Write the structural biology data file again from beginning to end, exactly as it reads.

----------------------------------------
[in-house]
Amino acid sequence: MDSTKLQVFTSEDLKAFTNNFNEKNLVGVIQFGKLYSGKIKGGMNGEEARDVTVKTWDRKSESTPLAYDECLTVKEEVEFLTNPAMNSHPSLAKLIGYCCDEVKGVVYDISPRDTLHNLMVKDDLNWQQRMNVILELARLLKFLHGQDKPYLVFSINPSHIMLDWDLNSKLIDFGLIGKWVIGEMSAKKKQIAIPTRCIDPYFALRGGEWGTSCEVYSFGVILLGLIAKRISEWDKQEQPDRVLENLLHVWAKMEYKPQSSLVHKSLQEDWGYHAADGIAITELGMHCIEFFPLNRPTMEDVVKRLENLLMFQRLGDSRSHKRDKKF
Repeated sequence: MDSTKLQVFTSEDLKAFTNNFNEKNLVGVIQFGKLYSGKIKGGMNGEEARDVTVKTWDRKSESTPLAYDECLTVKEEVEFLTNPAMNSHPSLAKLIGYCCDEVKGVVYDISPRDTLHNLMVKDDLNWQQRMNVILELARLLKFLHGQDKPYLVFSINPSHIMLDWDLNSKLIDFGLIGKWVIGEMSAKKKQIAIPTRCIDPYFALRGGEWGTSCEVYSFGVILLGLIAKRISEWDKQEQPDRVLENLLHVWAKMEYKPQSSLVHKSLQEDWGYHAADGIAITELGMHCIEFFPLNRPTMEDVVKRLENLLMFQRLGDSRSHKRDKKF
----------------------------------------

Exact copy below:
[in-house]
Amino acid sequence: MDSTKLQVFTSEDLKAFTNNFNEKNLVGVIQFGKLYSGKIKGGMNGEEARDVTVKTWDRKSESTPLAYDECLTVKEEVEFLTNPAMNSHPSLAKLIGYCCDEVKGVVYDISPRDTLHNLMVKDDLNWQQRMNVILELARLLKFLHGQDKPYLVFSINPSHIMLDWDLNSKLIDFGLIGKWVIGEMSAKKKQIAIPTRCIDPYFALRGGEWGTSCEVYSFGVILLGLIAKRISEWDKQEQPDRVLENLLHVWAKMEYKPQSSLVHKSLQEDWGYHAADGIAITELGMHCIEFFPLNRPTMEDVVKRLENLLMFQRLGDSRSHKRDKKF
Repeated sequence: MDSTKLQVFTSEDLKAFTNNFNEKNLVGVIQFGKLYSGKIKGGMNGEEARDVTVKTWDRKSESTPLAYDECLTVKEEVEFLTNPAMNSHPSLAKLIGYCCDEVKGVVYDISPRDTLHNLMVKDDLNWQQRMNVILELARLLKFLHGQDKPYLVFSINPSHIMLDWDLNSKLIDFGLIGKWVIGEMSAKKKQIAIPTRCIDPYFALRGGEWGTSCEVYSFGVILLGLIAKRISEWDKQEQPDRVLENLLHVWAKMEYKPQSSLVHKSLQEDWGYHAADGIAITELGMHCIEFFPLNRPTMEDVVKRLENLLMFQRLGDSRSHKRDKKF